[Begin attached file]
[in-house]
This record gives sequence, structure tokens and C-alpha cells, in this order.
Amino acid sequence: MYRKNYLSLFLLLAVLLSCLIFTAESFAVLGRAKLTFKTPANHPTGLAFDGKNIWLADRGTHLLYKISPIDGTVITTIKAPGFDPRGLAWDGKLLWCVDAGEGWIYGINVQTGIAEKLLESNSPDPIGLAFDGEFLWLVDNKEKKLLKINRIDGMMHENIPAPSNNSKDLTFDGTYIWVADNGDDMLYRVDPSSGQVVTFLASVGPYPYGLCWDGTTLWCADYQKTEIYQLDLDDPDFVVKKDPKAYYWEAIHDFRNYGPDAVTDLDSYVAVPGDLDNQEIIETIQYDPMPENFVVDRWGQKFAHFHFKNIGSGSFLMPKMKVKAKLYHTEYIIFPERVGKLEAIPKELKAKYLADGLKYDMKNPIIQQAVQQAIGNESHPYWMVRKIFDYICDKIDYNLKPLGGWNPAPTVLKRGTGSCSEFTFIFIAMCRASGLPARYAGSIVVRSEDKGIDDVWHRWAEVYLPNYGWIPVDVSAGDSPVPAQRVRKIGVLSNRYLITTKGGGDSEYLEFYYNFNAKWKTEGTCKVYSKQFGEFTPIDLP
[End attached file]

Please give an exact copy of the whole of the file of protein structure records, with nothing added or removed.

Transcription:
[in-house]
This record gives sequence, structure tokens and C-alpha cells, in this order.
Amino acid sequence: MYRKNYLSLFLLLAVLLSCLIFTAESFAVLGRAKLTFKTPANHPTGLAFDGKNIWLADRGTHLLYKISPIDGTVITTIKAPGFDPRGLAWDGKLLWCVDAGEGWIYGINVQTGIAEKLLESNSPDPIGLAFDGEFLWLVDNKEKKLLKINRIDGMMHENIPAPSNNSKDLTFDGTYIWVADNGDDMLYRVDPSSGQVVTFLASVGPYPYGLCWDGTTLWCADYQKTEIYQLDLDDPDFVVKKDPKAYYWEAIHDFRNYGPDAVTDLDSYVAVPGDLDNQEIIETIQYDPMPENFVVDRWGQKFAHFHFKNIGSGSFLMPKMKVKAKLYHTEYIIFPERVGKLEAIPKELKAKYLADGLKYDMKNPIIQQAVQQAIGNESHPYWMVRKIFDYICDKIDYNLKPLGGWNPAPTVLKRGTGSCSEFTFIFIAMCRASGLPARYAGSIVVRSEDKGIDDVWHRWAEVYLPNYGWIPVDVSAGDSPVPAQRVRKIGVLSNRYLITTKGGGDSEYLEFYYNFNAKWKTEGTCKVYSKQFGEFTPIDLP